“Merchants of Doubt”: In climate change debate, rising B.S. levels at all-time high

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“Merchants of Doubt” is now playing at Sundance Cinemas. PG-13, 1:36, three stars out of four.

Movies have already been made about the science of climate change, from “An Inconvenient Truth” to “Chasing Ice.” Robert Kenner (“Food Inc.“) has made a movie about the anti-science.

His new documentary “Merchants of Doubt” is an engaging and enraging look at the business of climate change denying, specifically a revolving team of well-paid talking heads employed to confuse and contort the facts. When a conservative talk show host late in the film insists that the vast majority of climatologists don’t believe human behavior contributes to climate change, I sincerely think he believes what he’s saying. He’s just had so many guests spin him around that he can no longer tell up from down.

Kenner uses a recurring metaphor for this kind of spin job — a close-up magician, using misdirection and distraction to hide what is in plain sight of the viewer. The coal and oil companies who employ these spinmeisters are following the playbook of the tobacco company, who had studies going back to 1958 that said cigarettes were harmful. But, as one document from a PR firm hired by the companies put it, “Doubt is our product.”

At times, the anti-climate change lobby takes this to hilarious extremes, like releasing “mirror” reports of climate change studies that copy the layouts of the originals, but of course contain completely different conclusions. Professional deniers play rough. Kenner talks to climatologists who were pilloried for speaking out, and closes with former Republican Congressman Bob Inglis, who earned the wrath of corporate-backed groups like Americans for Prosperity when he came around on climate change.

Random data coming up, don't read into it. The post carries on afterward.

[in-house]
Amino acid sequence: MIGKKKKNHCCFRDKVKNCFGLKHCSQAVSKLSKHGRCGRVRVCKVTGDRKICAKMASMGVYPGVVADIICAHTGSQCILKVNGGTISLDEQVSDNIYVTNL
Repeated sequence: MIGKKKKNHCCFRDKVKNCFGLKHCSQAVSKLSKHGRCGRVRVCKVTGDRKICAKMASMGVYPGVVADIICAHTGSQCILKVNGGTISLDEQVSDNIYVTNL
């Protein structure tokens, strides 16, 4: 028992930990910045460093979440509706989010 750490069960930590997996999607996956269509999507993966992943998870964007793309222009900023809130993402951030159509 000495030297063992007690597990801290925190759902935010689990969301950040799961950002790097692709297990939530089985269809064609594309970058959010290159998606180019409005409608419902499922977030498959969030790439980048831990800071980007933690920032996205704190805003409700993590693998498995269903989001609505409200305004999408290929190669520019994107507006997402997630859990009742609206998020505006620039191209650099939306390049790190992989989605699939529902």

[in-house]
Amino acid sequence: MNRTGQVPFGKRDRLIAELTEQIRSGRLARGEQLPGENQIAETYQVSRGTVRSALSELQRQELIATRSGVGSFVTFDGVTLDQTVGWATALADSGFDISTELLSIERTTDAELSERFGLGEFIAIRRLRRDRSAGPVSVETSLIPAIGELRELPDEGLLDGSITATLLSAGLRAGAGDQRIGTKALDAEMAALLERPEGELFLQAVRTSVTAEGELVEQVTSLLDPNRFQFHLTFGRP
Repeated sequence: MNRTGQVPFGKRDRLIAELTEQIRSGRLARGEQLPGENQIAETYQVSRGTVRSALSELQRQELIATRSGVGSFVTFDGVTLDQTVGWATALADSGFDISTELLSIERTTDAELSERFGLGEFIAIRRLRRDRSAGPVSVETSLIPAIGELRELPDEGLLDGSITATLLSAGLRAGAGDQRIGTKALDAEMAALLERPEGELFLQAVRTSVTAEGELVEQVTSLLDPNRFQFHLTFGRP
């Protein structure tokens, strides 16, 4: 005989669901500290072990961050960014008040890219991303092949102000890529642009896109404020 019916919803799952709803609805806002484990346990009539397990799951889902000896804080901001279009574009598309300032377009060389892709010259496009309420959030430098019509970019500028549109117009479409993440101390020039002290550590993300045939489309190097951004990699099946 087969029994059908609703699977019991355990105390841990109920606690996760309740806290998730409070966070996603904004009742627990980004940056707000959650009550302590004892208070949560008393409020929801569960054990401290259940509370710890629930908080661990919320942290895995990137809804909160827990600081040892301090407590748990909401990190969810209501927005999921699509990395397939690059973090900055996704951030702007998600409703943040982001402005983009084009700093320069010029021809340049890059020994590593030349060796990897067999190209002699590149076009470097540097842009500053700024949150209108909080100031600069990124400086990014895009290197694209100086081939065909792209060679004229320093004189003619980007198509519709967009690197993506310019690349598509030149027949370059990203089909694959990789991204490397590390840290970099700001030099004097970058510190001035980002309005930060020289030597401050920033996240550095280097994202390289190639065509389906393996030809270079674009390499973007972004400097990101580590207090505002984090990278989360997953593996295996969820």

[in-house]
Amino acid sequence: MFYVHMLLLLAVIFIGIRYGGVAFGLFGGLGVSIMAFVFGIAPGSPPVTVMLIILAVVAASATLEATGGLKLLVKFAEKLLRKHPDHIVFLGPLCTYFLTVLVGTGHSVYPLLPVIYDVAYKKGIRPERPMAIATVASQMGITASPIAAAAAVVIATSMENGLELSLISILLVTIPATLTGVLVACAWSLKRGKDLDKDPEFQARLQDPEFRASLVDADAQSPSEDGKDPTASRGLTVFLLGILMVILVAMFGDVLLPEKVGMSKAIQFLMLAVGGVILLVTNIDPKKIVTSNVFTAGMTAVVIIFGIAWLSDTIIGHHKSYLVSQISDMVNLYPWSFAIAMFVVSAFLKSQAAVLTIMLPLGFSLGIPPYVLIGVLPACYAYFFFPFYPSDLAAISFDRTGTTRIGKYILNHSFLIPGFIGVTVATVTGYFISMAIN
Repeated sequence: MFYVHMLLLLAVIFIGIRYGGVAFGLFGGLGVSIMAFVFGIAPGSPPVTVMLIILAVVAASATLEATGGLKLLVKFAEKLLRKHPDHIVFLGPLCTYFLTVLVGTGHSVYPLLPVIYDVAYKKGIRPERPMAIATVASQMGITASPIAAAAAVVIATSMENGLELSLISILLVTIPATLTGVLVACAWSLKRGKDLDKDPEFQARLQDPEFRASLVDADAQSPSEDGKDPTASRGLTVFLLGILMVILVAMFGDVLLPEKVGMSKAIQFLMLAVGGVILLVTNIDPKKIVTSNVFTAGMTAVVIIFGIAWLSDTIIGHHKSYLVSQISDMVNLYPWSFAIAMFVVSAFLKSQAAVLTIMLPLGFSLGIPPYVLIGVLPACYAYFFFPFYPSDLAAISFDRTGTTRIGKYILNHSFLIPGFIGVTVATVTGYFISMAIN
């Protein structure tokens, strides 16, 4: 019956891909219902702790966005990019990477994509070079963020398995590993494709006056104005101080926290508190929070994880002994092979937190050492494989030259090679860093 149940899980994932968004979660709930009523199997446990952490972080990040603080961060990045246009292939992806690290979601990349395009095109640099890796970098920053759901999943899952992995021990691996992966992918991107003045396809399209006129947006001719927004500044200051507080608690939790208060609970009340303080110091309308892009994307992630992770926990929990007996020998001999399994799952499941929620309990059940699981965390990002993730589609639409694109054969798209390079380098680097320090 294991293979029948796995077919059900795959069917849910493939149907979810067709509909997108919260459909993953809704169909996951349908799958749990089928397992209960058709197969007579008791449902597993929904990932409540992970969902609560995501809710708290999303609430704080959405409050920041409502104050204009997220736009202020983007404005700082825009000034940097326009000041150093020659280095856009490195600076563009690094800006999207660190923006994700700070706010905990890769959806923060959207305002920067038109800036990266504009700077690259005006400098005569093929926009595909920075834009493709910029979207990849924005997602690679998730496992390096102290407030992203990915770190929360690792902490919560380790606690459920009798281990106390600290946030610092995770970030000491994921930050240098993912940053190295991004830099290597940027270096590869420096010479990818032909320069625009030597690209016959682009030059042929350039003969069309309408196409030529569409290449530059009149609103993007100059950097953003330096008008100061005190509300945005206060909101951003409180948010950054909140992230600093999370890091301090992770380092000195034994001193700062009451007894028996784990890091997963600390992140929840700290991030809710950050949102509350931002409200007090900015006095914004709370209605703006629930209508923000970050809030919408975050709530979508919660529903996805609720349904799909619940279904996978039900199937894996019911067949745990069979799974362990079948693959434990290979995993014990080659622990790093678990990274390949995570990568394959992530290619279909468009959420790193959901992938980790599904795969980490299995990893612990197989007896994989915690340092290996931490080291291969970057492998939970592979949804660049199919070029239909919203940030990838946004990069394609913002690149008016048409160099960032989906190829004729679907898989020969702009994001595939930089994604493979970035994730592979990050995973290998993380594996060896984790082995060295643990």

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And, to his credit, Kenner talks to the merchants themselves, including AFP’s Tim Phillips and pundit Marc Morano, the latter cheerfully admitting to posting the personal email addresses of climatologists online, unconcerned that it led to death threats. There’s no question that Kenner has an agenda here, and nobody could accuse “Merchants of Doubt” of being too even-handed, but it’s welcome to see representatives from the other side taking part.

“Doubt” ends by noting that, after 50 years, the tobacco companies’ lies finally caught up with it, and one assumes that the oil and coal industries can’t stave off action forever. The problem is, when the merchants of doubt finally run out of customers for this product, it may be too late.

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